And of course he searched for Sophia. Every day he went out, every day he stayed just a little longer because he hated coming back empty handed and seeing the anticipation flicker and die. He was gonna find that little girl, he knew it. Dead convinced of it, and it pissed him off when everyone else started giving up hope. Soon, tomorrow even, he was gonna call out and she was gonna answer and he'd carry her back to the farm and put her in her mama's arms and their ragtag little family would be complete again.

He wanted to see Carol smile.

Then he got thrown from that damn horse and that crazy blonde bitch shot him and things went to hell pretty damn fast after that. Carol's voice was shaky when she thanked him and told him he'd done more than Ed ever had, he could hear the thin edge of pain in her voice, and he recognized it for what it was because damaged goods seemed to find each other. Not the Carol was anything as unimportant as goods, and he hated Ed even more for putting the idea in her head that she was. He spent a good long moment after she'd kissed him being pissed that a walker had gotten to the bastard before he had. Because it was either that or blush, and Daryl wasn't much in the job of blushing either.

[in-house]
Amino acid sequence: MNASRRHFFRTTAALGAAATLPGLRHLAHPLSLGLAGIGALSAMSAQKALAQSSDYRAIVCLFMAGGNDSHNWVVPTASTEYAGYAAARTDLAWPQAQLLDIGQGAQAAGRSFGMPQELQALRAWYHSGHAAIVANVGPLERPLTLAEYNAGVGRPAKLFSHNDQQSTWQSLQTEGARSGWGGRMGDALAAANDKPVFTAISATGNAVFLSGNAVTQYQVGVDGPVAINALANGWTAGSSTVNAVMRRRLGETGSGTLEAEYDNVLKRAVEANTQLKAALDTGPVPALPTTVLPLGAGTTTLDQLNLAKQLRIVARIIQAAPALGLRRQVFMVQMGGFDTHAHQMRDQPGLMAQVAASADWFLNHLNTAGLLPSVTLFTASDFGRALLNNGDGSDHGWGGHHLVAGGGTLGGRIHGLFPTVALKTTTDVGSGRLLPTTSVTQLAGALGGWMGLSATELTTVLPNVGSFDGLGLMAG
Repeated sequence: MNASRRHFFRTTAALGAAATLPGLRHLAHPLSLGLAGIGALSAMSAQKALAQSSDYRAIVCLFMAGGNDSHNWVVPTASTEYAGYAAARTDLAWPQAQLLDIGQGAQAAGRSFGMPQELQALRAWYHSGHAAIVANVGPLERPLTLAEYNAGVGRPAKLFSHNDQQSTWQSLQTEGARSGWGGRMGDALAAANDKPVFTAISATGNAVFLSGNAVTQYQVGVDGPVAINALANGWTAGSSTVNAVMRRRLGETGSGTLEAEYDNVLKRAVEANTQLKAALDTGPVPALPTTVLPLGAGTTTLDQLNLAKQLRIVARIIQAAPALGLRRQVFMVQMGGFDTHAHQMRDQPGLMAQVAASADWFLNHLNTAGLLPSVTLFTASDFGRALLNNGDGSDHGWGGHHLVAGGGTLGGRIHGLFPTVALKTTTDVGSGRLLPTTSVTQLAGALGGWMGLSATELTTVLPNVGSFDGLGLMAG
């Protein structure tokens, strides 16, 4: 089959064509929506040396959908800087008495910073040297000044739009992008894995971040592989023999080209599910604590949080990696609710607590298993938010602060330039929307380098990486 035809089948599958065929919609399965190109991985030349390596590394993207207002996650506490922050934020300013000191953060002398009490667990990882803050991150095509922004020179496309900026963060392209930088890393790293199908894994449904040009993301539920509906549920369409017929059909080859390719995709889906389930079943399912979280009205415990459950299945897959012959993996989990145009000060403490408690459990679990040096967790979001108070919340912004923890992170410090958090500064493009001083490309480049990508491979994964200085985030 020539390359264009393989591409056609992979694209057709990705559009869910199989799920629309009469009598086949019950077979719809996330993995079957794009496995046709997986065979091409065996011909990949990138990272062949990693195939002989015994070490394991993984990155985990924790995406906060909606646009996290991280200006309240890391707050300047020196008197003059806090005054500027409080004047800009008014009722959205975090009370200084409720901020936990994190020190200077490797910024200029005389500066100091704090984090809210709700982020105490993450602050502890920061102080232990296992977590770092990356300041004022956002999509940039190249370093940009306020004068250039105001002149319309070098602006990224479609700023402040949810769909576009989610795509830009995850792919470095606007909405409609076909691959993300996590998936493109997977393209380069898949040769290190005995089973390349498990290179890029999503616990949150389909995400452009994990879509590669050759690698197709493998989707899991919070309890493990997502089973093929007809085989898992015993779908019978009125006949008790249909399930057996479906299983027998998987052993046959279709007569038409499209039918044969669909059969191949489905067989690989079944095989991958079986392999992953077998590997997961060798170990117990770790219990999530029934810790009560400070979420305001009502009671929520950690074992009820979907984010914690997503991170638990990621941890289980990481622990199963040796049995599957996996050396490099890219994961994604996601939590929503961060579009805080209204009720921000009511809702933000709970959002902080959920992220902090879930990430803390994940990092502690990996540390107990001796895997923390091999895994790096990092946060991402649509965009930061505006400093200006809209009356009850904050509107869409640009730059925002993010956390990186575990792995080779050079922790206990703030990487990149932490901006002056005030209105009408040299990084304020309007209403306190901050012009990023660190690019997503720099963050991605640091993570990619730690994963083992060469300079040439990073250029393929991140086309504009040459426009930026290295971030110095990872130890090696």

The next two days were infuriating. They told him in no uncertain terms that he wasn't allowed to go out and look for Sophia, and no amount of swearing, growling, or god help him even pleading {he was blaming that on the fever, goddamn it, and he'd punch the first person who said otherwise} would change their minds. So he reclined in his tent, bored out of his skull and desperate for any sort of action. From here, poking holes in his tent with his last remaining arrow, it was too easy to see how Carol worked herself to distraction.

And then he'd gone and exploded at her and fuck if that wasn't enough to make him ashamed of himself. Like she didn't have enough on her plate, like she wasn't grieving, like she hadn't had enough of that kind of shit in her life. He'd felt terrible about ten seconds after storming away and then the stitches in his side protested at the sudden movement and that made him feel worse.